Judas wanted to believe . . . and, he did; but this Jesus was way too slow . . . way too peaceful . . . way to loving . . . and, wasn’t willing to raise up the people to destroy those who were oppressing them. Peter wanted to believe . . . Peter who was always wanting to be at the head of the class, always wanting to be the first to rise up to the challenge . . . always wanting to be Jesus’ best buddy; but when tit came for tat, Peter flunked the faith test. So did the disciples who promised Jesus they would stay awake with him while he prayed in the garden . . . they couldn’t do it despite their best intentions. And, then, Jesus himself, did he not struggle . . . were his prayers not for relief from the struggle to live up to what he knew God wanted him to do . . . didn’t he ask God for another way; but, in the end, gave into faith telling God, “Thy will be done”? The faith involved in this biblical passage sure does not look simple . . . does not look easy. It looks messy.
Faith is messy . . . plain and simple.
If faith was easy, wouldn’t everyone be doing it? Wouldn’t everyone be jumping on board and buying the heavenly insurance policy? But they are not. The people are exiting through the back door of the church faster than they are entering the front door. So, why does the “church” insist on selling this idea that faith is easy?
If faith is easy . . . simple, then explain to me why we struggle when “faith” is brought into the discussion of politics . . . when “faith” is brought into nationality. Whose side is God on? Democrats? Republicans? Which country has God blessed . . . the United States formed as a nation under God?
If faith is easy . . . simple, then why is there war? Why is there hate? Why is there prejudice? Racism? Genderism? Why do we hate our brothers and sisters . . . created in God’s image . . . and, do so in the name of God?
If faith is easy . . . simple, then why do we—the “church”—deny people access to the table of Christ? Ask people to agree to creeds, dogma, and other silly babble to belong to the family of God? Isn’t it a shame to look around the table and see that more are not at the table than those who are?
The fact of the matter is . . . faith is not easy. Faith is a mess. We are constantly being confronted in our spiritual journey with situations that put our faith to the test. Unfortunately, faith, like life, is not black and white. I challenge any person who claims to be a person of faith to honestly tell me that where they are right now in their faith is the same as it was on the day that he or she proclaimed it for the first time. The truth of the matter is that it isn’t. Faith is a struggle in which growth comes . . . growth closer to God and to others.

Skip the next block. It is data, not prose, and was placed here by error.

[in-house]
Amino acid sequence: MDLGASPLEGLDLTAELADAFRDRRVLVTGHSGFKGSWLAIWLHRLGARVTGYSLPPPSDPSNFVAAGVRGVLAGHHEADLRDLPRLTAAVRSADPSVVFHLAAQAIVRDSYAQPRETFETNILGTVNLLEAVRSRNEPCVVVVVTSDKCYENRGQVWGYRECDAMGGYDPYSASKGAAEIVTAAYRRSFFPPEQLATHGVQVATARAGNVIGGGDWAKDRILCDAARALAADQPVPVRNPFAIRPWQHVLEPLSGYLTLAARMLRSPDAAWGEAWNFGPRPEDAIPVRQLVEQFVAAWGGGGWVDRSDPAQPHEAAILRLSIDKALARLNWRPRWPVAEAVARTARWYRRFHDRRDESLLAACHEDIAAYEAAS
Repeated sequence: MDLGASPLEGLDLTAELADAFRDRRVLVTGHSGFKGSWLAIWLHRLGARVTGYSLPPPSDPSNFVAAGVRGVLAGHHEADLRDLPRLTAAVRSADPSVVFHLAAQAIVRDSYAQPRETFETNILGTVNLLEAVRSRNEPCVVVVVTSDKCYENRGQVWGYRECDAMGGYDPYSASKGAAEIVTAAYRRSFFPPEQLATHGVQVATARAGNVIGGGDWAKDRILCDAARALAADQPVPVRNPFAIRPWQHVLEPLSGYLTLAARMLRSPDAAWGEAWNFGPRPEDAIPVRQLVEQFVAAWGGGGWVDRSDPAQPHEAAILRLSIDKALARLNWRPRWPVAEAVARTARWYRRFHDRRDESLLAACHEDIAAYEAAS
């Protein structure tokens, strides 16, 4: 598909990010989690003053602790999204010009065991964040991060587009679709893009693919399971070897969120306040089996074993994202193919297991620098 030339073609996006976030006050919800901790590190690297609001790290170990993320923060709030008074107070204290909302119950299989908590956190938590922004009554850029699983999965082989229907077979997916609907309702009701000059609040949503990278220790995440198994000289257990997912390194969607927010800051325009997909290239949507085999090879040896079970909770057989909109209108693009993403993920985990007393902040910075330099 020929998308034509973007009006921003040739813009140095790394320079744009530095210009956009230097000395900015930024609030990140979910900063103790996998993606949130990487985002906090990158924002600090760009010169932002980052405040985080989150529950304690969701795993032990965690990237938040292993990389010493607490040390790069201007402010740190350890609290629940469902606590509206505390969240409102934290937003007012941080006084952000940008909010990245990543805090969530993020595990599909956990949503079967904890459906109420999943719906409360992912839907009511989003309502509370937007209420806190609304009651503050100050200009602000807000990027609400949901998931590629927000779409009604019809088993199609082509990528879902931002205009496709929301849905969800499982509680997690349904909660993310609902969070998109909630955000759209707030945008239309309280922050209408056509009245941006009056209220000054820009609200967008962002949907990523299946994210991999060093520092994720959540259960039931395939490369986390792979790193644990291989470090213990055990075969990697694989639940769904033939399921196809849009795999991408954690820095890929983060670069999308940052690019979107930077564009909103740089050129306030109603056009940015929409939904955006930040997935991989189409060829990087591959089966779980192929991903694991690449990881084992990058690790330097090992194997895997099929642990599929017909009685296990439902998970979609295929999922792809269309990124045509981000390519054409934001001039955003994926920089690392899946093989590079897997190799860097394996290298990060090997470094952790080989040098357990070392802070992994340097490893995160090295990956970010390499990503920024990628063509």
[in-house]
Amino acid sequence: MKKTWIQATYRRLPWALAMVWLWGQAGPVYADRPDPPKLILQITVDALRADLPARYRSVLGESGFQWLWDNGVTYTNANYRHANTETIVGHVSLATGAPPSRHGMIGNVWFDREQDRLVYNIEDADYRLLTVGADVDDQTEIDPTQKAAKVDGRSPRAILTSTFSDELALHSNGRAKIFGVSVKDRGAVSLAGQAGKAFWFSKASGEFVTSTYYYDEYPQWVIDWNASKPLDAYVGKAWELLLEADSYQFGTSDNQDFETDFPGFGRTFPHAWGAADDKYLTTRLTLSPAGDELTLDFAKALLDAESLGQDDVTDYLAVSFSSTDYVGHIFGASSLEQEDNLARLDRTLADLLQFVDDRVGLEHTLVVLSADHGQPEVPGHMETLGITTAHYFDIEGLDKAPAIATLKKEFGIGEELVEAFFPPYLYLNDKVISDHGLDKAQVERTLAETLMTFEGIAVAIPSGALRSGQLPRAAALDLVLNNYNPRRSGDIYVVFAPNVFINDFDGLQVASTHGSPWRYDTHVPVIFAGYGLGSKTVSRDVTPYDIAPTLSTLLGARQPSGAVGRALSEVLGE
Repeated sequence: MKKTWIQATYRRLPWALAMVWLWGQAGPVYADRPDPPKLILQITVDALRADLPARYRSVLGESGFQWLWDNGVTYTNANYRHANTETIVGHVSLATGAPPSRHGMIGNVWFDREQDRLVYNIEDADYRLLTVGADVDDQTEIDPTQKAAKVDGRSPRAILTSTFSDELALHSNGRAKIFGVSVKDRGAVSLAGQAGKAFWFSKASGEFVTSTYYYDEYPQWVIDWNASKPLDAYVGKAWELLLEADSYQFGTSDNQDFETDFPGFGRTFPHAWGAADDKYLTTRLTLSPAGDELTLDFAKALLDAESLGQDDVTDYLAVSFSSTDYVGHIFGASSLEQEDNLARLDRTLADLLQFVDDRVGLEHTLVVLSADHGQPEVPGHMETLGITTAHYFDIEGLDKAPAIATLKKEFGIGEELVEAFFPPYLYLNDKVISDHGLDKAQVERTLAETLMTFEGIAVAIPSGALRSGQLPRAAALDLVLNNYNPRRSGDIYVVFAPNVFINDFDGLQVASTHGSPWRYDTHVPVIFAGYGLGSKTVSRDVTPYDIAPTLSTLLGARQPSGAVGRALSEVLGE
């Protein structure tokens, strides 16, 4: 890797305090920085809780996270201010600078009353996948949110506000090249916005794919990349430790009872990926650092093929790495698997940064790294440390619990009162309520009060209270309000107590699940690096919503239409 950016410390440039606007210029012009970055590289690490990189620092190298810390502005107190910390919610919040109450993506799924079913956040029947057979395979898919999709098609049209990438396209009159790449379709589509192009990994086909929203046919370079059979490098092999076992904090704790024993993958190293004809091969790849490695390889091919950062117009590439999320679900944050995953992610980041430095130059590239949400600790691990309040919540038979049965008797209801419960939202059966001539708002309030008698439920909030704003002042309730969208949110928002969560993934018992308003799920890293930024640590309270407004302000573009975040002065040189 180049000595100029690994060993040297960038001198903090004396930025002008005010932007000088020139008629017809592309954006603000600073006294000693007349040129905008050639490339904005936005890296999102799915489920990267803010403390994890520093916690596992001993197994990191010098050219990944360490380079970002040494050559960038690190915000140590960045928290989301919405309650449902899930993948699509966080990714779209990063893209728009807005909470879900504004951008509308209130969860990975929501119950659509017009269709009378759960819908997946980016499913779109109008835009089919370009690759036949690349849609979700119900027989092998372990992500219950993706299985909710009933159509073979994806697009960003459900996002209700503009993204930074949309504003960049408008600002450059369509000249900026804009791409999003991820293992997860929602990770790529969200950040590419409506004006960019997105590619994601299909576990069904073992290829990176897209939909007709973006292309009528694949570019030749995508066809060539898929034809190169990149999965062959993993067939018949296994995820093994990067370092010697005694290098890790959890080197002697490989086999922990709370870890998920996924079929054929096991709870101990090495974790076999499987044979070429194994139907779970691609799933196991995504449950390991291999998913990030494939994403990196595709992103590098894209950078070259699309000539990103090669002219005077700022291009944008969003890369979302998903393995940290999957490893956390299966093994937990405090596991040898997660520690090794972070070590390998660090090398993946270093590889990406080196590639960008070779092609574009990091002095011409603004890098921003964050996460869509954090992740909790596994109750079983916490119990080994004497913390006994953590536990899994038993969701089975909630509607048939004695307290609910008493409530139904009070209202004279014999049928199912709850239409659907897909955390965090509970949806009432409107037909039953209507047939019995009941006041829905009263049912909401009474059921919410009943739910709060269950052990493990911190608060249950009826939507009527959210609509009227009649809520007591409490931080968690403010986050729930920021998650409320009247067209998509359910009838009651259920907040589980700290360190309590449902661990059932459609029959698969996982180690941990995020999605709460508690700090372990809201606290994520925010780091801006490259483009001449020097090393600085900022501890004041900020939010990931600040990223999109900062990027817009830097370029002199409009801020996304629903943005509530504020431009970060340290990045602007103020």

Growth towards greater intimacy with the one who created us . . . who loves us . . . and, who accepts us for who we were created to be . . . the children of God. That is grace. Growth towards greater intimacy with siblings in this holy family of God’s . . . to love one another . . . to care for one another . . . and, that is love. This is the foundation of faith . . . the challenge Jesus set before all of us . . . to love the Lord completely and to love one another. If we attempt to live our lives to this challenge, we quickly discover how messy faith really is.
If you find “faith” to be easy . . . well, then I think I would question whether or not you have truly found “faith”. It is not a matter of being “good” or “bad”, but a matter of living up to God’s will. To love God . . . to love one another . . . what more is there? Faith is messy. The sooner that we can accept that fact, the more time we have to deal with it . . . faith is not in the word, but in the actions of living. Jesus never promised that it would be easy, and neither can I. Avoid those who promise the “easy way”! To live is to have faith . . . life is difficult . . . so is faith.